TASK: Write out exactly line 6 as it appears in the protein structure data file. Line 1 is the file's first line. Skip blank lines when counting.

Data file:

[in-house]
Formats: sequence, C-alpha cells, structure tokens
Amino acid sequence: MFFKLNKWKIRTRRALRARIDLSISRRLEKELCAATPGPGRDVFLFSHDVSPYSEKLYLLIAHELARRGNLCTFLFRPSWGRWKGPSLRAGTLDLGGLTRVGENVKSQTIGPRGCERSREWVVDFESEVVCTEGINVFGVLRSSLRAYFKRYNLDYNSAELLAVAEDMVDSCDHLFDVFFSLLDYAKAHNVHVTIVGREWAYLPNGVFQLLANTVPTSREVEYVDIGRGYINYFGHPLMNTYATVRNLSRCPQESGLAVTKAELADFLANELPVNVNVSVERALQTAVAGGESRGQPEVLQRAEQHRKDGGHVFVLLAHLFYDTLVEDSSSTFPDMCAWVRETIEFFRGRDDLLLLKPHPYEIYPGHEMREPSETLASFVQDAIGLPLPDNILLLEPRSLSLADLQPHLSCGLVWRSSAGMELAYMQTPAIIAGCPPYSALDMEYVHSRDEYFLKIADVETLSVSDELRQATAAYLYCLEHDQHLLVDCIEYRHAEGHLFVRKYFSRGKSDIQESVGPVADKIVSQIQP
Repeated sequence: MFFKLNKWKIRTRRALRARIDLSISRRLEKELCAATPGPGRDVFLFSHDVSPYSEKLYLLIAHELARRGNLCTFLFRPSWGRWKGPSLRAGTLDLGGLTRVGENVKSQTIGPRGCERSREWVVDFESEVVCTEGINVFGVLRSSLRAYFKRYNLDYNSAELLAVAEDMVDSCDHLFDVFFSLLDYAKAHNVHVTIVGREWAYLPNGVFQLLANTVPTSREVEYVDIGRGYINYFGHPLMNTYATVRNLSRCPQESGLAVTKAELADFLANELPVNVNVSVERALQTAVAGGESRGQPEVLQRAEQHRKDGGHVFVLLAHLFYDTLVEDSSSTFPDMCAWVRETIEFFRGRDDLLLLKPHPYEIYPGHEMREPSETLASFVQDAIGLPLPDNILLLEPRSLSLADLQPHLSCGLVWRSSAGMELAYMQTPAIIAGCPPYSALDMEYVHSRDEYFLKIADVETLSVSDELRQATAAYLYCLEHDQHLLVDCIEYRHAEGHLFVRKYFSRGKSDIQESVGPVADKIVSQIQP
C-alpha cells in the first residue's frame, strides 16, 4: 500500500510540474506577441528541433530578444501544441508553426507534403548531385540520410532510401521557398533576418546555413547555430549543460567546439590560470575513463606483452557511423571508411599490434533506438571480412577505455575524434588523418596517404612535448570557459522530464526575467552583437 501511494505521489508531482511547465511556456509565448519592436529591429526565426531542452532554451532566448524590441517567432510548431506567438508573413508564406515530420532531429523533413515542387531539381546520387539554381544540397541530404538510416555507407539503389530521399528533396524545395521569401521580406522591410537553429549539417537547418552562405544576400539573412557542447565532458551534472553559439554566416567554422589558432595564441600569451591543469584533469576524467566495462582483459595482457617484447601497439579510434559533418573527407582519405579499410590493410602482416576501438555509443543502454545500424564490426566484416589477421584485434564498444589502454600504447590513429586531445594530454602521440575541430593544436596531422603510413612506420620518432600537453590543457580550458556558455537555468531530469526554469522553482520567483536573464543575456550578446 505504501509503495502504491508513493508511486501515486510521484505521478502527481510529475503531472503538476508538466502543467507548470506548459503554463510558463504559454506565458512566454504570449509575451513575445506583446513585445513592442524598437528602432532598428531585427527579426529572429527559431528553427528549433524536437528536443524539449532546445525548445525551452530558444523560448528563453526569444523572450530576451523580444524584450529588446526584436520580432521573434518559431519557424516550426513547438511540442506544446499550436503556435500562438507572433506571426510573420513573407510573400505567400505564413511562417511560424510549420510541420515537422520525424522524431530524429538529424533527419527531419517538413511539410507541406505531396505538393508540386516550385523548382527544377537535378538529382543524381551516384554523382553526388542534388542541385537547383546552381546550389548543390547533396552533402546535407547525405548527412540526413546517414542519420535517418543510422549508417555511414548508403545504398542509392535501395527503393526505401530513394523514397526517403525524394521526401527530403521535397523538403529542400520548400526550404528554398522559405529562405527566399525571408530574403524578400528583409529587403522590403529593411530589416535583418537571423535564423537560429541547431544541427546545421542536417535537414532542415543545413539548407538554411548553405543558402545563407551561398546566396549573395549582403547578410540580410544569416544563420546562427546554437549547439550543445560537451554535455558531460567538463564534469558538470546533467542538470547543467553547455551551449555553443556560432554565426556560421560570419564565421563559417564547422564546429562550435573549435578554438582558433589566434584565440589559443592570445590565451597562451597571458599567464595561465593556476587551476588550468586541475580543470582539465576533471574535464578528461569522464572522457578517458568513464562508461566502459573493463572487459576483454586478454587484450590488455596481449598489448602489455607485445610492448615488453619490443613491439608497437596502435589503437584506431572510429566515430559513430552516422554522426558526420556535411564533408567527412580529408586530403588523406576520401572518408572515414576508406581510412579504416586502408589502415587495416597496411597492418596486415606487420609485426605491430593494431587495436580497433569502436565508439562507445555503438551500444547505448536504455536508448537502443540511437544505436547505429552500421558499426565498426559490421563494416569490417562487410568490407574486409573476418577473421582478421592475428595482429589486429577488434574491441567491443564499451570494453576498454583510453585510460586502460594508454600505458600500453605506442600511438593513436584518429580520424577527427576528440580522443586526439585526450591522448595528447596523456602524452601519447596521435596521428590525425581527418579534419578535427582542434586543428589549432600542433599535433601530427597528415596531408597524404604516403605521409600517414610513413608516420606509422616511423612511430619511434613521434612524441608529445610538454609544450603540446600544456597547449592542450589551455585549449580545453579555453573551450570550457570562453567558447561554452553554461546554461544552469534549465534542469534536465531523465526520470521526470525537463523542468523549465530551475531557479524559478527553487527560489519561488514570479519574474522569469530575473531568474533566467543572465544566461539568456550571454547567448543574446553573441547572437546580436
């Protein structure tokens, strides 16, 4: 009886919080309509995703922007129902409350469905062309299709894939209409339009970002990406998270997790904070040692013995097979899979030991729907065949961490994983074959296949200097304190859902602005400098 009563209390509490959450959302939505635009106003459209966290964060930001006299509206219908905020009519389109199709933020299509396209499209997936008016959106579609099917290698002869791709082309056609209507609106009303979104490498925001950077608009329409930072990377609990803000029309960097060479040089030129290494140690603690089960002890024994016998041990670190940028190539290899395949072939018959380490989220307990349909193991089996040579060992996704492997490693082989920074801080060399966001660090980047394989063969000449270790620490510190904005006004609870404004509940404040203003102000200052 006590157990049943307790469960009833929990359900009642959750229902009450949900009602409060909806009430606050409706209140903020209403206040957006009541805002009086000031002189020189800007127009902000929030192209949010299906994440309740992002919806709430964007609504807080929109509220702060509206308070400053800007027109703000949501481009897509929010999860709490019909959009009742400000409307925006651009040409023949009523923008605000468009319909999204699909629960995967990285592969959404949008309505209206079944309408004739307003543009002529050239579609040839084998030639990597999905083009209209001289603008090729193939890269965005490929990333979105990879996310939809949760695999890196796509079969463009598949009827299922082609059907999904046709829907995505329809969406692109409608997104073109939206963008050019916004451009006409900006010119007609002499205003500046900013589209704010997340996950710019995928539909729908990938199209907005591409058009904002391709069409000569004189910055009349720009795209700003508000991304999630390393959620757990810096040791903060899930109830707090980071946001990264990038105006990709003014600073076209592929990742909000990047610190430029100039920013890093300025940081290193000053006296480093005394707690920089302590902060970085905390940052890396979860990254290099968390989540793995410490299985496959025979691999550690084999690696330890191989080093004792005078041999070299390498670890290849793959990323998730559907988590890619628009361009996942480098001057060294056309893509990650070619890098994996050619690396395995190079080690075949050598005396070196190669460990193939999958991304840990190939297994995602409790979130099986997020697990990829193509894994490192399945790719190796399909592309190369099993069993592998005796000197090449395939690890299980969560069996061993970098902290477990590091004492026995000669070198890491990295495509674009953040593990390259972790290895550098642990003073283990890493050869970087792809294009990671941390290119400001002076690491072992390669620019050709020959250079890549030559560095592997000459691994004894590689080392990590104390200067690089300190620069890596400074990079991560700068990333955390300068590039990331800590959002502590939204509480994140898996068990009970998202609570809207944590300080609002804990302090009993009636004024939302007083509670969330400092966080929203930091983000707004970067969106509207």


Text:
């Protein structure tokens, strides 16, 4: 009886919080309509995703922007129902409350469905062309299709894939209409339009970002990406998270997790904070040692013995097979899979030991729907065949961490994983074959296949200097304190859902602005400098 009563209390509490959450959302939505635009106003459209966290964060930001006299509206219908905020009519389109199709933020299509396209499209997936008016959106579609099917290698002869791709082309056609209507609106009303979104490498925001950077608009329409930072990377609990803000029309960097060479040089030129290494140690603690089960002890024994016998041990670190940028190539290899395949072939018959380490989220307990349909193991089996040579060992996704492997490693082989920074801080060399966001660090980047394989063969000449270790620490510190904005006004609870404004509940404040203003102000200052 006590157990049943307790469960009833929990359900009642959750229902009450949900009602409060909806009430606050409706209140903020209403206040957006009541805002009086000031002189020189800007127009902000929030192209949010299906994440309740992002919806709430964007609504807080929109509220702060509206308070400053800007027109703000949501481009897509929010999860709490019909959009009742400000409307925006651009040409023949009523923008605000468009319909999204699909629960995967990285592969959404949008309505209206079944309408004739307003543009002529050239579609040839084998030639990597999905083009209209001289603008090729193939890269965005490929990333979105990879996310939809949760695999890196796509079969463009598949009827299922082609059907999904046709829907995505329809969406692109409608997104073109939206963008050019916004451009006409900006010119007609002499205003500046900013589209704010997340996950710019995928539909729908990938199209907005591409058009904002391709069409000569004189910055009349720009795209700003508000991304999630390393959620757990810096040791903060899930109830707090980071946001990264990038105006990709003014600073076209592929990742909000990047610190430029100039920013890093300025940081290193000053006296480093005394707690920089302590902060970085905390940052890396979860990254290099968390989540793995410490299985496959025979691999550690084999690696330890191989080093004792005078041999070299390498670890290849793959990323998730559907988590890619628009361009996942480098001057060294056309893509990650070619890098994996050619690396395995190079080690075949050598005396070196190669460990193939999958991304840990190939297994995602409790979130099986997020697990990829193509894994490192399945790719190796399909592309190369099993069993592998005796000197090449395939690890299980969560069996061993970098902290477990590091004492026995000669070198890491990295495509674009953040593990390259972790290895550098642990003073283990890493050869970087792809294009990671941390290119400001002076690491072992390669620019050709020959250079890549030559560095592997000459691994004894590689080392990590104390200067690089300190620069890596400074990079991560700068990333955390300068590039990331800590959002502590939204509480994140898996068990009970998202609570809207944590300080609002804990302090009993009636004024939302007083509670969330400092966080929203930091983000707004970067969106509207």